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Tuesday
Dec112012

The Nemesis of Polio

Polio--or more formally, poliomyelitis--was first diagnosed as a distinct disease in 1840 by a small-town German orthopedist named Jakob Heine. He noticed many adults in his town and others in isolated pockets in the Black Forest had a similar set of symptoms, including paralyzed and/or atrophied limbs; he began to make an anecdotal study, finally bringing together the first record of observable symptoms.

The viral spread was mostly contained to mountain towns where populations would come into daily contact with each other and not much with the outside world. The disease, however, began to reach pandemic proportions in Europe, the United States, Canada, Australia, and New Zealand in the early 1900s with increasing urbanization.

We now know that it is spread primarily through the oral ingestion of human fecal matter--or more specifically, the small amount of mucus in it. Thus, the virus can also be airborne, particularly propelled from sneezes--although more rarely so. The virus takes up residence in mucus, first in the mouth, then onto the tonsils, before moving into the digestive tract, feeding there before jumping--and this, rarely--to other systems in the body, including the nervous system, resulting then in the alarming cases of paralysis. It is an RNA virus, hijacking cells from the inside and using them for transportation and protection. Most polio infections end up with influenza-type symptoms--and that's it. Paralytic polio is actually a rarer disease.

A multi-person iron lungThe worst polio outbreak in the U. S. occurred in 1952 with almost 58,000 cases reported nationwide. In 1955, Jonas Salk produce the first vaccine--and polio was put into permanent decline in the West, although it still occurs with rather shocking frequency in isolated pockets around the globe.

That polio erupted in waves in the summer was merely circumstantial. That it was associated with flies was also circumstantial, given the nature of how it is transmitted. (The virus is only infectious among humans, no other animals.) But in the summer, more children were outdoors, more children were playing together, and more children had more contact with each other. Swimming pools, of course, became localized sites of infection because of the way the virus is transmitted. However, it is extraordinarily resilient, able to go dormant without the presence of water and become active later on.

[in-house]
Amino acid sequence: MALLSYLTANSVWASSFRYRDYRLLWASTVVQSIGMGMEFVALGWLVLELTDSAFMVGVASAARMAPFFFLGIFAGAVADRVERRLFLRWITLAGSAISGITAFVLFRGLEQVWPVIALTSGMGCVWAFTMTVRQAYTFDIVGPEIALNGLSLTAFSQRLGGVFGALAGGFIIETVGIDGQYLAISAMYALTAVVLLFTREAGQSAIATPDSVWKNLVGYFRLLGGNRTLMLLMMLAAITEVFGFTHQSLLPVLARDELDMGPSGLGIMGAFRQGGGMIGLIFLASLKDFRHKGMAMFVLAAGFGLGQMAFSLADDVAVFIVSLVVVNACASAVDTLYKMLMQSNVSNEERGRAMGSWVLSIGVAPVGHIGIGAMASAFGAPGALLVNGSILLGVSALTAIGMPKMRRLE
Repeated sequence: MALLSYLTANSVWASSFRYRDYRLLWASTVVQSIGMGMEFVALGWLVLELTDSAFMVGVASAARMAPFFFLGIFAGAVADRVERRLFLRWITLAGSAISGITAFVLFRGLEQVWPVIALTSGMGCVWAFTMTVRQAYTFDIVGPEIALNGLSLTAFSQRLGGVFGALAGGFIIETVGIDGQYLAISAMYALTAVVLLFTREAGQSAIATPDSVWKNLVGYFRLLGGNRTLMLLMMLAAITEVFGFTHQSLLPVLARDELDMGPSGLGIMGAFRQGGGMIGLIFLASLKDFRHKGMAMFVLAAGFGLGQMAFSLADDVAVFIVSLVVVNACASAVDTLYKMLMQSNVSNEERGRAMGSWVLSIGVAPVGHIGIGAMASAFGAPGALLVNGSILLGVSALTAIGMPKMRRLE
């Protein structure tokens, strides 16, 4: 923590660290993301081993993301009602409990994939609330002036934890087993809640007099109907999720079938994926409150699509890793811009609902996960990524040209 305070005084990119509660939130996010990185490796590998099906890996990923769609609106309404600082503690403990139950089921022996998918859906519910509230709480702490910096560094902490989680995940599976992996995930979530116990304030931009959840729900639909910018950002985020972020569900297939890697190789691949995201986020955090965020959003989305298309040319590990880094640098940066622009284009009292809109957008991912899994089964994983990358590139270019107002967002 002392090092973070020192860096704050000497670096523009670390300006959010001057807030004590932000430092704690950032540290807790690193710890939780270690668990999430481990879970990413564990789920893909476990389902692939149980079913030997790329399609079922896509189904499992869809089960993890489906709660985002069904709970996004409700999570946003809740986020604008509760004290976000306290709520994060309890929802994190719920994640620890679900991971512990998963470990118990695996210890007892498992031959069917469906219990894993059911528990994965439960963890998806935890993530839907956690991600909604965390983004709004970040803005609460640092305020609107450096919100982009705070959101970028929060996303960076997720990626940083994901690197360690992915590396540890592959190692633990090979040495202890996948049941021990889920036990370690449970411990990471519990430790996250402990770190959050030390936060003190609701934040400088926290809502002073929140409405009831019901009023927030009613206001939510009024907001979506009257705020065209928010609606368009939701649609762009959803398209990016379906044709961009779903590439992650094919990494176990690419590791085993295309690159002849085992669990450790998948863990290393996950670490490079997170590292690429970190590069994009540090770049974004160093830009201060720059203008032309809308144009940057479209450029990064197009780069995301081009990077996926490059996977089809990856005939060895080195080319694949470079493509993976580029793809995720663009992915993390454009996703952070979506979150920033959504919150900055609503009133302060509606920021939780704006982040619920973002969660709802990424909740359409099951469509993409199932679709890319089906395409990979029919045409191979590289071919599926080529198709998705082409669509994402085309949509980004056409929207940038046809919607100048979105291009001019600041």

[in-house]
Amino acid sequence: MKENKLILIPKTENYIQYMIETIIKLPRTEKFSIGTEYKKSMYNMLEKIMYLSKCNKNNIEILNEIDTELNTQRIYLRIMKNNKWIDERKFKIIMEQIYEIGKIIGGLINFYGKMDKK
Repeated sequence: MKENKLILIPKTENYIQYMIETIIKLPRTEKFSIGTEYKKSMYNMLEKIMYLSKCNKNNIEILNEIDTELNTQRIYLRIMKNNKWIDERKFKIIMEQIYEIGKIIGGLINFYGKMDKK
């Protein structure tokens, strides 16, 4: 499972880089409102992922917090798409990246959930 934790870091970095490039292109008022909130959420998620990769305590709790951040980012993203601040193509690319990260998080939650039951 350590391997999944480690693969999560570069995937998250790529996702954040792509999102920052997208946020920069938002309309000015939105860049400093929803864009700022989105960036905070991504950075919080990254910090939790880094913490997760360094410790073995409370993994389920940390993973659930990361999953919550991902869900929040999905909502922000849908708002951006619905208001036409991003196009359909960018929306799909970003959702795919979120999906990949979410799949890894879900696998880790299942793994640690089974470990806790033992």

Why polio became a childhood disease in the U. S. is still not fully understood. In fact, paralytic polio is much more likely to affect adults, not children. In adults, the paralytic strain of the virus results in debilitating symptoms in one in 75 adults--but only one in 1000 children. (FDR contracted the disease at 39.) There is some thought that the childhood pandemics in the West were again circumstantial: adults wash their hands more carefully than children, cover their mouths more frequently when they sneeze, and generally do not come into such close contact as children who are, say, playing baseball or tag-you're-it.

Of course, the horror of the disease localized into the visions of the negative pressure ventilator, or "iron lung"--and rooms full of them at that. At the present moment, there are at least seven people in the United States still living in iron lungs as a result of paralytic polio. They have chosen not to be ventilated--and so live in this artificial breathing machine, forcing their chests up and down and thus air into their lungs through the changes of pressure inside the tube. They spend their days searching eBay and other sites, looking to bid on old iron lungs or their spare parts.

I have been in contact with several of them over the years--I became interested in this lifelong, living hell several years ago--and the three I have written to seem quite content with their lives. They are all now in their 70s and survive about the way you would imagine a person would survive: by distractions. One is even married. As you may know, people in iron lungs do not necessarily need to be inside the tube all day every day. (Such a case is detailed in the current movie "The Sessions," one of the best movies I've seen all year--go see it!) These people can come out, for varying amounts of time, sometimes a few hours, sometimes the full day. As their chest muscles tire from breathing, they go back in and get "recharged," as it were, letting the machine do the work.

However, these survivors all had a mild case of paralytic polio which allowed them to live on with some assistance. The majority of children who entered iron lungs in the 1940s and 1950s died in them. And thus they met their nemesis.

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